Software is the core asset of every fintech business. High quality of the implemented solution and zero issues are critical. Even a minor error in calculations (e.g., for financial transactions) may result in long-term consequences.
It’s no surprise that the tech part of software needs constant attention. This determines strict requirements for security, confidentiality and fault tolerance.
Tech aspects are not visible to end users. However, they affect performance, resilience and ease of use—and eventually, user retention.
Both new and loyal users expect the same satisfaction level. It is a startup’s goal to deliver a friendly, straightforward flow and comply with all industry rules and regulations at the same time.
Balanced architecture is key to a successful project launch.
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Underengineering results in limited scalability and functionality. When starting MVP development, it makes sense to prepare for future project growth in advance and shape software architecture based on the project’s long-term goals.
Still, overengineering results in budget overruns, which are never favorable for a startup. When the development team designs infrastructure that might be useful sometime in the distant future, it only increases both development and maintenance costs. Those costs could be spent elsewhere on decreasing time to market or strengthening startup positions.
Software architecture needs to be flexible. It needs to support scalability and feature expansion but never be too complicated.
Fintech projects provide a straightforward, transparent solution to a business problem. Such solutions improve the speed, costs and efficiency of business processes. For instance, PayPal introduced fast and easy payments using only the recipient’s email. Stripe solved the problem of payment integration. It becomes possible by adding a few lines of code.
Users love when a product solves their problem fast while bringing novelty and value. User flow should not create ambiguities or uncertainties.
A convenient, problem-solving product is possible through iterative work on UX improvement.
Security on all levels cannot be underestimated: Fintech apps are at constant risk of a breach.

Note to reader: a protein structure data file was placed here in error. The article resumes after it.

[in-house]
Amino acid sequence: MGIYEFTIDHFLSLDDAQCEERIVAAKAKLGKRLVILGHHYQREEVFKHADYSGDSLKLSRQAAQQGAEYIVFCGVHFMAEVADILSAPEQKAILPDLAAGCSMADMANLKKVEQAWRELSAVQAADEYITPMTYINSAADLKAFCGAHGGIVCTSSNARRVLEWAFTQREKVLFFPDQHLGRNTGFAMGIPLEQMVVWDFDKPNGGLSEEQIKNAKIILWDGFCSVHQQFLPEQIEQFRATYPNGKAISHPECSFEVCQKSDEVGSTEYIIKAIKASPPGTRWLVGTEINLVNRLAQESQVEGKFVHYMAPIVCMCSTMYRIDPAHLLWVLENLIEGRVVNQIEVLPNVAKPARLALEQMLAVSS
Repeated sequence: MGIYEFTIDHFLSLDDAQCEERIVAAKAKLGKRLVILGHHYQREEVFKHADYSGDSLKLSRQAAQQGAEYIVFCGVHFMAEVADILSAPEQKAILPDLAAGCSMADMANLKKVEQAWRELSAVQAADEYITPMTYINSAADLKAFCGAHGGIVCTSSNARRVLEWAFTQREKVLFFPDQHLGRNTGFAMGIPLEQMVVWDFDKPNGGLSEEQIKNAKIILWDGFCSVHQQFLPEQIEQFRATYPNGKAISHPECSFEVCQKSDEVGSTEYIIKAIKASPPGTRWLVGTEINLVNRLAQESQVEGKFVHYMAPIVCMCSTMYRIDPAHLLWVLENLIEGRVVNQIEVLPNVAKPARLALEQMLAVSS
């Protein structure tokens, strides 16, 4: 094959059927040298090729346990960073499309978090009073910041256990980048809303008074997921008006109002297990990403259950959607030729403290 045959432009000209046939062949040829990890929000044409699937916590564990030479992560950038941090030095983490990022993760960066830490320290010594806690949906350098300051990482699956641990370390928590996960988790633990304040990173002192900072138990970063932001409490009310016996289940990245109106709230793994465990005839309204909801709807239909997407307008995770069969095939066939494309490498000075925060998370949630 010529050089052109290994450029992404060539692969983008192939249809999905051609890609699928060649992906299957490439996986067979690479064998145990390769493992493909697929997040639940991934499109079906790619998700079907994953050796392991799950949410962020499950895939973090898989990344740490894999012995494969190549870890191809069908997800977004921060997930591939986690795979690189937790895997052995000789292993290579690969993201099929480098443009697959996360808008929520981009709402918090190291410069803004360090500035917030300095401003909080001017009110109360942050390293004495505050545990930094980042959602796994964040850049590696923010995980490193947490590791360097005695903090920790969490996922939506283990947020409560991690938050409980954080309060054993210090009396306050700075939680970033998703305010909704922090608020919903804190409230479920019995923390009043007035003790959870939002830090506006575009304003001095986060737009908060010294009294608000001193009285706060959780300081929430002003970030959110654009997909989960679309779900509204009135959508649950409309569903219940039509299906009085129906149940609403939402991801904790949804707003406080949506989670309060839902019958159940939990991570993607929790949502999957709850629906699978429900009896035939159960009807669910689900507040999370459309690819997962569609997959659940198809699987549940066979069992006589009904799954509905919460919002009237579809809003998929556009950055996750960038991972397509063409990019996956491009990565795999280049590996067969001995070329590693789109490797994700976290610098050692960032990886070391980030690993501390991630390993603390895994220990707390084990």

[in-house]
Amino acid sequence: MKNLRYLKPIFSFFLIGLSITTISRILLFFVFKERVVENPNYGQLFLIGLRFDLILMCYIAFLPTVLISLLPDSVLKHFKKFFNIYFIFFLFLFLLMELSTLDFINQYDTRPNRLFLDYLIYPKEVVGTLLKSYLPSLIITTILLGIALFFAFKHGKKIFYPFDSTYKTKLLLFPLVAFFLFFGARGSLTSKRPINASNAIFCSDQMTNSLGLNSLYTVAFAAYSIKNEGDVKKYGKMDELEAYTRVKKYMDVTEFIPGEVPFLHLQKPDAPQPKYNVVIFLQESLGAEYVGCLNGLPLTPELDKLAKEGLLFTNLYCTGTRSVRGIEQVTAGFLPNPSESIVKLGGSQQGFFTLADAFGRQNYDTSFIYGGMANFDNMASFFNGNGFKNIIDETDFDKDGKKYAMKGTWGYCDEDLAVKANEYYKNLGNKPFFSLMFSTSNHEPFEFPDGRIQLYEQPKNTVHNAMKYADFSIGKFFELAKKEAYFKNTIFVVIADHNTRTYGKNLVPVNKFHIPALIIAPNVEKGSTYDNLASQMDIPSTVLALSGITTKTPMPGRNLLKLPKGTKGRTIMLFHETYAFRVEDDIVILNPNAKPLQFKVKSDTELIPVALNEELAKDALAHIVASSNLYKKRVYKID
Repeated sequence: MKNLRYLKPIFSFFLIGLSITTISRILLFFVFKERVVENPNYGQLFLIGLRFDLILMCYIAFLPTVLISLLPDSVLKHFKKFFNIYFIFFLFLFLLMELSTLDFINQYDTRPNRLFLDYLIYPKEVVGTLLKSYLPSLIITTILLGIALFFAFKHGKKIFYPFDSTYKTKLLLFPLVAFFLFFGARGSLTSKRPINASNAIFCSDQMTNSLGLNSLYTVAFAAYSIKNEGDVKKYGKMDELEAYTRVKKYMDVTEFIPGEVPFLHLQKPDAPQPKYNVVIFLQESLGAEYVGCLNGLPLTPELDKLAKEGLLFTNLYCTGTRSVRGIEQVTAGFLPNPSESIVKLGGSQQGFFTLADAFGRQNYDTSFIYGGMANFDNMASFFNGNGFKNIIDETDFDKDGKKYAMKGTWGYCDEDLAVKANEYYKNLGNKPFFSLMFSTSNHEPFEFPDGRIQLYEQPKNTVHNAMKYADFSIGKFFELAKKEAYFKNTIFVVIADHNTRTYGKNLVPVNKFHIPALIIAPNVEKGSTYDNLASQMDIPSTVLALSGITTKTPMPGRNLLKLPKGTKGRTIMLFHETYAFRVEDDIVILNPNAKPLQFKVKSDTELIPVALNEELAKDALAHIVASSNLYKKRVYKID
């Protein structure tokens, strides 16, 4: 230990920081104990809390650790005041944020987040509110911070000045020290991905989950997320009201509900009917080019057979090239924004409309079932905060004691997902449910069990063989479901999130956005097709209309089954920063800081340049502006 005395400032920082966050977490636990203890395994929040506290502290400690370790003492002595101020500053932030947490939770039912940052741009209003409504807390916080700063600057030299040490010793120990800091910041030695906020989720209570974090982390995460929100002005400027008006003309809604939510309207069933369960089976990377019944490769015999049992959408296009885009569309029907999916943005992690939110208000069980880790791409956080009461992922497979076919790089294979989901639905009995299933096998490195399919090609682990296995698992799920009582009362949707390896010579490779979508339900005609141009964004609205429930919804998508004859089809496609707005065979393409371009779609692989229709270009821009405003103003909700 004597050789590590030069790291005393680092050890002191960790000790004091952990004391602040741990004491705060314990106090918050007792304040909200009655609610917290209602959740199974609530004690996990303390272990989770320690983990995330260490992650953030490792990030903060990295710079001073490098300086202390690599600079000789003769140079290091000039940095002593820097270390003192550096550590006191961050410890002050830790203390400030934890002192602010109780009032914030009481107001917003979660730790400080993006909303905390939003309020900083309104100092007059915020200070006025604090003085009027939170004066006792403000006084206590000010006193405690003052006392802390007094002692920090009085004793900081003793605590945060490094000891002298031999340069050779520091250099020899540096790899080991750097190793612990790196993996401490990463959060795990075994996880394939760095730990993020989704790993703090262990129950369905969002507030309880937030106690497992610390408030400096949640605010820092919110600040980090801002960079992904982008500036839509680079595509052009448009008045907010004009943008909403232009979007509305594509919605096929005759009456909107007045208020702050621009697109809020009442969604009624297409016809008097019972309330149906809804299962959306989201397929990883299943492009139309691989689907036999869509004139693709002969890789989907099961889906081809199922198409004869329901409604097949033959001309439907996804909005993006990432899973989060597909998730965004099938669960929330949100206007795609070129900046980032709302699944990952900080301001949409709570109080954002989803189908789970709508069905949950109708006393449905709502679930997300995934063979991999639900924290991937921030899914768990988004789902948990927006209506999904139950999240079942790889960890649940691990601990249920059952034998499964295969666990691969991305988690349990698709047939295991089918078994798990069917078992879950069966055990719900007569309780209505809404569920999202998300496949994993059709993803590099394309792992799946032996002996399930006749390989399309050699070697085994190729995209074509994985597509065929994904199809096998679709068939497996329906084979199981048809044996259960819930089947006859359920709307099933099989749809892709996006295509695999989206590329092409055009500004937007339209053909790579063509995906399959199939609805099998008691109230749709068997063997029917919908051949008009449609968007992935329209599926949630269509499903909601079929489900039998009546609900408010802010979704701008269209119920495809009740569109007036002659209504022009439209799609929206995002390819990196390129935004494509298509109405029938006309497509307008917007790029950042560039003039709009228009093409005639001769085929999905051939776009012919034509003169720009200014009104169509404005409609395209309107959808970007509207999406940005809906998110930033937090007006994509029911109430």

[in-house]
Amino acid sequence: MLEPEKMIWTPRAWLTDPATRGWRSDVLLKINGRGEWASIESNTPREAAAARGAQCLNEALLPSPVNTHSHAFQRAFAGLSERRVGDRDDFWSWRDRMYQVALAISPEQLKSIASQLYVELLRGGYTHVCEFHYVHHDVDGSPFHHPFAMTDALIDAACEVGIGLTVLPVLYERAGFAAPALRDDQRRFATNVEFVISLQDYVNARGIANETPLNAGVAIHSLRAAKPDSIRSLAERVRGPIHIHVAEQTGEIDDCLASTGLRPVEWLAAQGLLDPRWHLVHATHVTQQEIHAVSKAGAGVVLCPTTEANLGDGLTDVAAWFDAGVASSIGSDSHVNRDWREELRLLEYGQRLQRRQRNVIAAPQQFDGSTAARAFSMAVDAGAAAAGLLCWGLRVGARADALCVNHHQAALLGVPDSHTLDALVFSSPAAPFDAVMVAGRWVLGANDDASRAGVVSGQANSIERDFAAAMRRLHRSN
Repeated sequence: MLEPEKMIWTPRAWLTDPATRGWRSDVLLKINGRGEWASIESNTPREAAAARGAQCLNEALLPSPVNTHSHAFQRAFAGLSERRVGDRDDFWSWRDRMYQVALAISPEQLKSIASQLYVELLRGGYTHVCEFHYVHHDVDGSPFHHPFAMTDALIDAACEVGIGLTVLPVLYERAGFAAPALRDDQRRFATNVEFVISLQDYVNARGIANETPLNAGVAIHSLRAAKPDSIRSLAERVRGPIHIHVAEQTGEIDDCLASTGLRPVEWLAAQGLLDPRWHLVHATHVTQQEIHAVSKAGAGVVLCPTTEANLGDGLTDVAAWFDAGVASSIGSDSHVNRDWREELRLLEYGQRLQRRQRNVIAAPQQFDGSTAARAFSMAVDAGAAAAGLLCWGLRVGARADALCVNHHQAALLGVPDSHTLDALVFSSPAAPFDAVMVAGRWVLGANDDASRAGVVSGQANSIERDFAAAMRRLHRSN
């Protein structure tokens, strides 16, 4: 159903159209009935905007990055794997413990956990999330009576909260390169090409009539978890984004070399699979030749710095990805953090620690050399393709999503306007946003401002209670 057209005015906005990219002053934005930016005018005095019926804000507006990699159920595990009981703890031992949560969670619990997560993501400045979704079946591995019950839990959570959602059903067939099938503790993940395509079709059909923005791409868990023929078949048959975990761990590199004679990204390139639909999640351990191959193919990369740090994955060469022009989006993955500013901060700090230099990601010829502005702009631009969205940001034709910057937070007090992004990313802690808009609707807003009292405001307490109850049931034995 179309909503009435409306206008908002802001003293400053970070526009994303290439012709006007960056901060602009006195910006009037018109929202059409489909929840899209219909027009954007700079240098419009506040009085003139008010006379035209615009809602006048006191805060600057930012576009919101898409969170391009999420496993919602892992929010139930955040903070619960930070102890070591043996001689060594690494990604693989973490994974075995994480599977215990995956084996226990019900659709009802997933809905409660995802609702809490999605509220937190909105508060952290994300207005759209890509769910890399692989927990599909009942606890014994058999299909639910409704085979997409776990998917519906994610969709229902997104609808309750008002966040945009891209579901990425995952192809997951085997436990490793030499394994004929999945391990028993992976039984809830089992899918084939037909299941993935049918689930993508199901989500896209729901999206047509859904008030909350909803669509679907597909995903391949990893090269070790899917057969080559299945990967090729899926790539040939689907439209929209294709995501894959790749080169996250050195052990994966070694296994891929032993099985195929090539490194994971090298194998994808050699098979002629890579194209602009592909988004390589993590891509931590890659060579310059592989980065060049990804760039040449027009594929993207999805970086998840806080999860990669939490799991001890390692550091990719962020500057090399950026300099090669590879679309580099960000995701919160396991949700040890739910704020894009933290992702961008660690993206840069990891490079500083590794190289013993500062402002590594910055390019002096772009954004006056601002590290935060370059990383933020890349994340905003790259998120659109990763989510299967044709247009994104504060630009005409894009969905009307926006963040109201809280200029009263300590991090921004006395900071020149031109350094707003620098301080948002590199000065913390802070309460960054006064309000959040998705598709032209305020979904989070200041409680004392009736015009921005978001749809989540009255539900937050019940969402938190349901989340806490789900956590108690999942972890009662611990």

Extended logging, 24/7 monitoring, automated blocking of suspicious operations and extra verification steps are equally important.
A great fintech product must both comply with strict security and data encryption requirements and offer its users a decent, polished UX/UI.
No wheel reinvention is required. Various ready-made components are available to help launch faster and with increased quality. Biometrics security, payment gateways or real-time analytics charts belong here.
Every wheel must be well placed and adjusted. Libraries and frameworks often aim at covering a variety of use cases. It is important to adapt them to specific project needs (e.g., by throwing away unused functionality). This way, a third-party component works to its full extent. A fintech app remains lightweight, fast and consumes resources moderately.
Compliance With Regulations
Startups need to be prepared for the fact that a fintech solution can become a tool for money laundering, fraud and sanctions evasion.
Compliance strategy is one of the top items on the list of requirements for fintech software. Startups must complete regular audits and pen tests, search for security issues and undergo certifications.
Fintech software also must constantly comply with announced regulations.
Product owners must apply regulation changes in local policy fast and update functionality only for users in selected areas. The rest of the user base remains unaffected.
Optimization And Technology Upgrades
It is critical to check and implement updates for languages and frameworks regularly, keeping app response, security and performance on the same high level.
Successful adding and revamping of app features is possible with constant revision of the tech stack. For instance, by refactoring software infrastructure, the development team can cope with growing volumes of user data. Test and deployment automation can increase app code stability and decrease both the time and costs of regression testing without quality loss.
Tech debt management is crucial for a prolonged life cycle. Tech debt emerges when the product evolves while the team must provide compatibility with the existing solution. It also accumulates slowly when the team has no time for tech improvements, the latest framework version is organized differently and more.
Tech debt ends up in limited scalability. It blocks the smooth delivery of new features. Hence, regular revisions are a vital part of activities aimed at prolonging the software life cycle.
Fintech businesses cannot stay idle. They need to meet user expectations from safe, seamless, real-time operations across all available locations.
Great software increases a fintech company’s bottom line. To make this happen, fintech startups need to keep in mind constant control over quality. Timely identification of key tech aspects makes it possible to receive the highest value for invested resources.